Should You Create a Corporate Blog?

Three Reasons For & Against

Over the past several years, I’ve had a number of clients, colleagues and friends ask me about the benefits of blogging. Who could blame them? It seems everyone has something to say. The technology available from tools like WordPress, tumblr, posterous and blogger make the barrier to blogger entry nearly nonexistent. For businesses, I often get the impression that the impetus behind the decision to blog is competitive influence or the feeling that they may be missing out by not blogging.

It’s true, there are several benefits to blogging, three of which are covered below. However, before diving face first into the blogosphere, please consider the arguments against blogging as well.

Your Company Should Blog

1. Authority & Expertise – Everybody is an expert in something. All sarcasm aside, I truly believe that everyone has something valuable and insightful to contribute based on experience, personal history and their unique point of view. What does your organization do that is better different than any other? Make it the subject of your blog. Who are the subject matter experts under your roof? Give them a voice.

2. SEO – Google loves fresh content and blogs provide just that. One of the ways you can “tell” Google that your post is relevant for a specific keyword phase is by incorporating that term in a repetitive fashion. You will want to use simple keyword research tools to select keyword targets with each post. When working keywords into your post, try not to overdo it. Three to five times will do and include the term in your post title. Participation on other blogs (comments and feedback primarily) will be crucial to garnering attention for your own. Many companies promote posts and share them with current and prospective customers which can also improve readership as well as your standing in search results.

3. Signs of Life – Blogging is also an indicator of vitality. Unlike companies that have no interactive component to their websites, a blog can demonstrate a certain level of proactive participation and a thought process that static site content simply does not. In these uncertain economic times, a blog that is updated regularly shows that your company is still in business to unfamiliar prospects.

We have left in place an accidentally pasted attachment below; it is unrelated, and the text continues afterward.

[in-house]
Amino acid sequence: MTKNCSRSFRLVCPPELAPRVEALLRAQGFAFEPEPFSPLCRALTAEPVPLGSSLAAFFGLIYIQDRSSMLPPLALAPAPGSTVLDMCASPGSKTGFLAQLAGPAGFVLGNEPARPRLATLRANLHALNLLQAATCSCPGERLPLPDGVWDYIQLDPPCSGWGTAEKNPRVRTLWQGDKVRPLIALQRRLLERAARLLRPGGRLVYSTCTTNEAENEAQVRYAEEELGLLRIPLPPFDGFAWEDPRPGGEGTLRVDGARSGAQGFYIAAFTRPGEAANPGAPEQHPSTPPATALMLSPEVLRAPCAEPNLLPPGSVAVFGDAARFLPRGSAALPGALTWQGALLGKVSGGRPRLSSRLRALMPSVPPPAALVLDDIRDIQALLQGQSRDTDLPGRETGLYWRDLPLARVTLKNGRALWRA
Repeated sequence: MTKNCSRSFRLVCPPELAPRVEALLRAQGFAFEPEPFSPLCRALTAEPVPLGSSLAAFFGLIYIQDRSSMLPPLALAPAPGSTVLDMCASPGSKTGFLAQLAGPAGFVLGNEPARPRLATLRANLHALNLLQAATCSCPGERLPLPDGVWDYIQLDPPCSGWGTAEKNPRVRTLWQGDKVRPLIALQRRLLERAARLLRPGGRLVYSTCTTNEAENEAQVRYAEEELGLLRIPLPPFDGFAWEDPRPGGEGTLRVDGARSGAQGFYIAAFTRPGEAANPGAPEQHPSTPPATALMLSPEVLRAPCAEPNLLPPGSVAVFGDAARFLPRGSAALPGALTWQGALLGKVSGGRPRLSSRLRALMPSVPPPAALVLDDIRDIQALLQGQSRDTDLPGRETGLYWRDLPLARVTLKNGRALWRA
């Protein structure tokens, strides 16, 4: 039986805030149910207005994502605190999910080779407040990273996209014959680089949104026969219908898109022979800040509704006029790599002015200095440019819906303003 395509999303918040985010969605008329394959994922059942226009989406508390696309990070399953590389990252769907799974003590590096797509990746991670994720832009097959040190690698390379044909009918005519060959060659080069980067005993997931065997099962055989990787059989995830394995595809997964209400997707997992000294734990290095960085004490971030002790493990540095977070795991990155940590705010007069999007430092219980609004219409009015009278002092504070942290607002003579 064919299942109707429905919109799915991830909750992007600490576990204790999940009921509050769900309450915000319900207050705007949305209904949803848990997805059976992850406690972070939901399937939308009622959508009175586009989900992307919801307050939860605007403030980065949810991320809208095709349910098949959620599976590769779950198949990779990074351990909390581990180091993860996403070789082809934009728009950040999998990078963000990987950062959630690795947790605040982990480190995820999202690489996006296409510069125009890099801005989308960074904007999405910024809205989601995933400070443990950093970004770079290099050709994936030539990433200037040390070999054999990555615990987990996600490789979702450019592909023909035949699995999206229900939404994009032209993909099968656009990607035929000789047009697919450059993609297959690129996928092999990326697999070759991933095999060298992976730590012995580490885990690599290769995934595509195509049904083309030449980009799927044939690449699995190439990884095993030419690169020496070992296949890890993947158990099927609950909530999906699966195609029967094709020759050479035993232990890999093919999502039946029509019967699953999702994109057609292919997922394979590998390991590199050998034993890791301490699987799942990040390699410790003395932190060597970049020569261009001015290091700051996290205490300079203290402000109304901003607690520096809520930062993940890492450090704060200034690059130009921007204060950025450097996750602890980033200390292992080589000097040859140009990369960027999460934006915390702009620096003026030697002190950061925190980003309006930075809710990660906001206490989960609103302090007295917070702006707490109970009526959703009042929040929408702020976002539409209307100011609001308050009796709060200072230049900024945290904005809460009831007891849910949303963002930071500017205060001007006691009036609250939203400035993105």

Please Don’t Let Your Company Blog

1. No Leader / Team Support – Every corporate blog should have one person to drive the effort. This person should lead the charge in creating an editorial calendar, assign post responsibilities within the organization and edit content where necessary for quality assurance. Posts should come from a group of people. Otherwise, the result is simply a personal blog. For the person holding others responsible for contributing, this is no easy task. Getting people to write a post can often be more trying than pulling teeth from a herd of cats while running uphill. Work together to create a sustainable presence. If you cannot assign a leader or identify a team of willing blog contributors, don’t bother.

2. Lack of Content – Like most online projects, content is always the element everyone remembers at the last minute. Try this exercise:

  • Gather your team for a brainstorming session
  • Identify strengths and opportunities for your company
  • Come up with 30 unique post ideas that you can schedule and assign to specific bloggers

If your team cannot think of at least 30 relevant posts, please don’t create a blog.

3. No Promotion Plan – A blog cannot thrive in a vacuum. Let it out to breathe. Optimize your blog for search with relevant keywords. Utilize popular social media tools to share posts with followers and fans as they are developed. Get involved in your specific online community and contribute to the conversation. Failure to plan how to promote your blog is a plan for a lonely online presence. If you cannot commit time to optimization, social marketing and participation, blogging is probably not for you.